In some ways, we’ve relegated the Christian life to a moment of conversion, a lifting of our hand in a service with eyes closed and head bowed, when this moment is only the beginning of a beautiful, deep, and wide adventure full of twists and turns. Instead, after our moment of turning from our ways and turning to God, we often become consumers of the Christian life on our own terms. We look for a church that meets our needs and attend as regularly as possible, but if that church stops meeting our needs or offends us, we go and find another one, sometimes as easily as we buy a new pair of shoes.
We’ve got to ask ourselves, Since when did the church become all about us? There are social structures, systemic injustices, and corporate sins of the nations we are a part of that are in need of the transformation only the kingdom of heaven can bring. But as long as we are simply looking to be fed, entertained, and have only our needs met, the corporate needs of our communities go unnoticed, ignored, and neglected. True community is messy, but it is where sanctification, revelation, confrontation, activation, and transformation take place. When we try to follow Jesus on our own because “I’m the church and don’t need to go to church to be a part of it,” we miss out on the fullness of being part of a body—we miss out on becoming more like Christ as we rub shoulders with imperfect people who give us the opportunity to repent, forgive, and grow. Just as severed toes and limbs are useless and dead to the body, I’d go so far as to say that so are we when we run away from what we became a part of the moment we surrendered our lives to Jesus.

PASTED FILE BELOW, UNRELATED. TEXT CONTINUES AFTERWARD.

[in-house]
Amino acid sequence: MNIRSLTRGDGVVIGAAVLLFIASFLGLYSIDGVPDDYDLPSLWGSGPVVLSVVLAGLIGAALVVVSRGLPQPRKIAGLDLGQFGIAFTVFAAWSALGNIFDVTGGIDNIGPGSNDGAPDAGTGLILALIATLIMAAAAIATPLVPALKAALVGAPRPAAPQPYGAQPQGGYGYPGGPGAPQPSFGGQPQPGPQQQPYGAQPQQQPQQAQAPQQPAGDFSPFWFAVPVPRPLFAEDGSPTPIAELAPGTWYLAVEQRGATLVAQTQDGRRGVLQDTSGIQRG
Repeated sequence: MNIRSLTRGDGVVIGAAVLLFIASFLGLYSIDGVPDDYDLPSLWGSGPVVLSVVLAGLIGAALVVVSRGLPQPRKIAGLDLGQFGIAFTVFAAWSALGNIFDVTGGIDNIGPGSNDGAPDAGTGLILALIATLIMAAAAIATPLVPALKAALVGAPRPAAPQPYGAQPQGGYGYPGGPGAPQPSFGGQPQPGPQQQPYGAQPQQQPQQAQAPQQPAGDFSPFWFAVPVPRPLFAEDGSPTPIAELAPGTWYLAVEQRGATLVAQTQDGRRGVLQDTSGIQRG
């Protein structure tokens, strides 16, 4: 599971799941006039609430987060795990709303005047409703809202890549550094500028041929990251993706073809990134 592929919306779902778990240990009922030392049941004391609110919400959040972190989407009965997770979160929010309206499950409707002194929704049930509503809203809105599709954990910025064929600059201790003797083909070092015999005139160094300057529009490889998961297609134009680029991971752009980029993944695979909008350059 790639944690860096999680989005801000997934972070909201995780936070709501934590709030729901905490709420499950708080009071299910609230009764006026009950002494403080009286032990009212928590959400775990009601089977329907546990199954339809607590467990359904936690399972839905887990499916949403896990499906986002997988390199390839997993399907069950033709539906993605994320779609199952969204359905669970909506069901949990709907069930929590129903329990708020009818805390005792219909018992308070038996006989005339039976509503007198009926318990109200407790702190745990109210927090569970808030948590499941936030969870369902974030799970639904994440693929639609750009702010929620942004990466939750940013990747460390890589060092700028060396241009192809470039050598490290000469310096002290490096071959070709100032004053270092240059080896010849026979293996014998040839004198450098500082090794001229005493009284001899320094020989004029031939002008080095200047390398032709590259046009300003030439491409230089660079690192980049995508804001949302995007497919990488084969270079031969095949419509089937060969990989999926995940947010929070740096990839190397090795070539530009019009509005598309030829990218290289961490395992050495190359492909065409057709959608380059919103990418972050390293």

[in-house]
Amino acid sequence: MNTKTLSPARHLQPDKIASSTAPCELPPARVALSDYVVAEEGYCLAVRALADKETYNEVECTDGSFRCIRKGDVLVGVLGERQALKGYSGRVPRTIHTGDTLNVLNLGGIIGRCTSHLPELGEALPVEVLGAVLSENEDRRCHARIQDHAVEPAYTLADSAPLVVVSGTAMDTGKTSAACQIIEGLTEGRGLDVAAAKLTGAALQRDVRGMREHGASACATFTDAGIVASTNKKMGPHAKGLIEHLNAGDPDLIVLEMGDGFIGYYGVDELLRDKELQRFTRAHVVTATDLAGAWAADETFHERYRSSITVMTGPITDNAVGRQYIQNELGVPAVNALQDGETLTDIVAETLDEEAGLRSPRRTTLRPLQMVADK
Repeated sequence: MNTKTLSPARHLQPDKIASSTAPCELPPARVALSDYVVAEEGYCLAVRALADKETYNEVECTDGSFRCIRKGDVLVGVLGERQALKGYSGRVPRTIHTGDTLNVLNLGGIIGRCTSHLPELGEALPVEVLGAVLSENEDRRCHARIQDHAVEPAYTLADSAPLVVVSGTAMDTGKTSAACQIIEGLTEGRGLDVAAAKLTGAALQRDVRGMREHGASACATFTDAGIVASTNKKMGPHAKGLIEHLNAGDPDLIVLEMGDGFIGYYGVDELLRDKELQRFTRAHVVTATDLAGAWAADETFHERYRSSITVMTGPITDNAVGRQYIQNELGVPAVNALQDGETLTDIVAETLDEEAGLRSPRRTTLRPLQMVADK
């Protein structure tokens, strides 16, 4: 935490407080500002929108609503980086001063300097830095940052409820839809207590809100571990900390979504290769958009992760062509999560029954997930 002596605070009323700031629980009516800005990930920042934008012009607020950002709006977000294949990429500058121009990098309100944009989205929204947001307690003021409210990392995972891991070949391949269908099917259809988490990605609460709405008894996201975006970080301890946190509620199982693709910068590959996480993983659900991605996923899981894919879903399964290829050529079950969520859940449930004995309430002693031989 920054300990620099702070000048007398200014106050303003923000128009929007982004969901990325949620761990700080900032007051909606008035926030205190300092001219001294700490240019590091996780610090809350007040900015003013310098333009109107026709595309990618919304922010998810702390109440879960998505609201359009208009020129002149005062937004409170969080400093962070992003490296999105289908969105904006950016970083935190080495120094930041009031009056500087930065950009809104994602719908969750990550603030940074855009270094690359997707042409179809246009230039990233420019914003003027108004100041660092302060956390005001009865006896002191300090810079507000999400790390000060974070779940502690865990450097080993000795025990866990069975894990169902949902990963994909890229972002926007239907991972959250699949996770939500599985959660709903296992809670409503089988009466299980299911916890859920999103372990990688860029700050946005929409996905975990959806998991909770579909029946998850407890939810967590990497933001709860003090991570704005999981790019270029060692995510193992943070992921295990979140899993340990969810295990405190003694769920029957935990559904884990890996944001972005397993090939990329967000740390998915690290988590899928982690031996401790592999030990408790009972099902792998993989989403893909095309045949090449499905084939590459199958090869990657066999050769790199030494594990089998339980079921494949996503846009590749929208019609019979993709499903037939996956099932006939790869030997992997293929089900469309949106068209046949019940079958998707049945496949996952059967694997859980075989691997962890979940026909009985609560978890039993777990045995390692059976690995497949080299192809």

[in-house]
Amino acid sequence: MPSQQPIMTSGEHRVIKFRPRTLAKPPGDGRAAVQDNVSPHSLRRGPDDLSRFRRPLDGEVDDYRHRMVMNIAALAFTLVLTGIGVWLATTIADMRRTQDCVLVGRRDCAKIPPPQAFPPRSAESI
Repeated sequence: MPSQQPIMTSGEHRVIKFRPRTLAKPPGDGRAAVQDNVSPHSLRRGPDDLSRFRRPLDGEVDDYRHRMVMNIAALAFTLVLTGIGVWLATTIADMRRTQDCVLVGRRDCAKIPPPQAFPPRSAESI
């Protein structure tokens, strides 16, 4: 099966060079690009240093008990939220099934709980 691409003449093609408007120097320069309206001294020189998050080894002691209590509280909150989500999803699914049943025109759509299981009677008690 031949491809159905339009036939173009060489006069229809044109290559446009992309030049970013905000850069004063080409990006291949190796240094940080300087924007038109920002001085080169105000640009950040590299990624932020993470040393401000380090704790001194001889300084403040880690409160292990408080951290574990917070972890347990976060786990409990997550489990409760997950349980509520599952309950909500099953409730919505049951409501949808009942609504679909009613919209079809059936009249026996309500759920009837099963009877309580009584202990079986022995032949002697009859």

Following Jesus is a long game, an adventure that requires us to lay down our lives and follow Him daily but not out of a loveless obedience. We follow Him out of a knowing that we are so loved that our lives were worth dying for. As a result, we are saved and reconciled back to our created purpose, and then we willingly lay down our lives for others. When the good news of the gospel becomes a genuine reality for us, we stop faking it through religious obligation and begin to lovingly and passionately follow Jesus anywhere, anytime—no matter the cost.